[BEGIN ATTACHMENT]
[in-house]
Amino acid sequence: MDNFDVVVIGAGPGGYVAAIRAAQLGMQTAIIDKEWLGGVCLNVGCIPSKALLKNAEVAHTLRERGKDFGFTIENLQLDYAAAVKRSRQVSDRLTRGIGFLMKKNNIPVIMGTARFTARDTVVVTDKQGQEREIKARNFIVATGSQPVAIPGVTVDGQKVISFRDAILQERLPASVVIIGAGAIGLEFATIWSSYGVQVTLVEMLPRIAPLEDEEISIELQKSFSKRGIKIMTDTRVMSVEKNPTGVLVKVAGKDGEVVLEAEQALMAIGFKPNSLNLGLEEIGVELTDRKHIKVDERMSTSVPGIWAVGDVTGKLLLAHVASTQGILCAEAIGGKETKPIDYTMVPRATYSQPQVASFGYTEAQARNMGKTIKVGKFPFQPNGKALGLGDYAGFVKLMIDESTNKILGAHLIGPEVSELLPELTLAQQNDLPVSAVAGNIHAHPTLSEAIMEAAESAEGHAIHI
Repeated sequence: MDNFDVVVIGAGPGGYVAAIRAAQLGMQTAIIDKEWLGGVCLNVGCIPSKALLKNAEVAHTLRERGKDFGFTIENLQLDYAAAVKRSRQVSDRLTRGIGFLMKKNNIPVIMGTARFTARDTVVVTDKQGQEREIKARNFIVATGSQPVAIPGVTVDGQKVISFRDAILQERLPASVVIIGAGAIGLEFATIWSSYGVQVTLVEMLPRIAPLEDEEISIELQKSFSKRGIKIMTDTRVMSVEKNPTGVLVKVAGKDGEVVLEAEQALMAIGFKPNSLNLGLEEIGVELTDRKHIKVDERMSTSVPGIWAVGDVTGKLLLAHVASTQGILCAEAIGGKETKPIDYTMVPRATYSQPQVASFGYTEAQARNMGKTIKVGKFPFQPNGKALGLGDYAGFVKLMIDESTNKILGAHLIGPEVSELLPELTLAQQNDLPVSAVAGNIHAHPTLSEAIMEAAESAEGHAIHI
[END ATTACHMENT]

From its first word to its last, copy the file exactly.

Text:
[in-house]
Amino acid sequence: MDNFDVVVIGAGPGGYVAAIRAAQLGMQTAIIDKEWLGGVCLNVGCIPSKALLKNAEVAHTLRERGKDFGFTIENLQLDYAAAVKRSRQVSDRLTRGIGFLMKKNNIPVIMGTARFTARDTVVVTDKQGQEREIKARNFIVATGSQPVAIPGVTVDGQKVISFRDAILQERLPASVVIIGAGAIGLEFATIWSSYGVQVTLVEMLPRIAPLEDEEISIELQKSFSKRGIKIMTDTRVMSVEKNPTGVLVKVAGKDGEVVLEAEQALMAIGFKPNSLNLGLEEIGVELTDRKHIKVDERMSTSVPGIWAVGDVTGKLLLAHVASTQGILCAEAIGGKETKPIDYTMVPRATYSQPQVASFGYTEAQARNMGKTIKVGKFPFQPNGKALGLGDYAGFVKLMIDESTNKILGAHLIGPEVSELLPELTLAQQNDLPVSAVAGNIHAHPTLSEAIMEAAESAEGHAIHI
Repeated sequence: MDNFDVVVIGAGPGGYVAAIRAAQLGMQTAIIDKEWLGGVCLNVGCIPSKALLKNAEVAHTLRERGKDFGFTIENLQLDYAAAVKRSRQVSDRLTRGIGFLMKKNNIPVIMGTARFTARDTVVVTDKQGQEREIKARNFIVATGSQPVAIPGVTVDGQKVISFRDAILQERLPASVVIIGAGAIGLEFATIWSSYGVQVTLVEMLPRIAPLEDEEISIELQKSFSKRGIKIMTDTRVMSVEKNPTGVLVKVAGKDGEVVLEAEQALMAIGFKPNSLNLGLEEIGVELTDRKHIKVDERMSTSVPGIWAVGDVTGKLLLAHVASTQGILCAEAIGGKETKPIDYTMVPRATYSQPQVASFGYTEAQARNMGKTIKVGKFPFQPNGKALGLGDYAGFVKLMIDESTNKILGAHLIGPEVSELLPELTLAQQNDLPVSAVAGNIHAHPTLSEAIMEAAESAEGHAIHI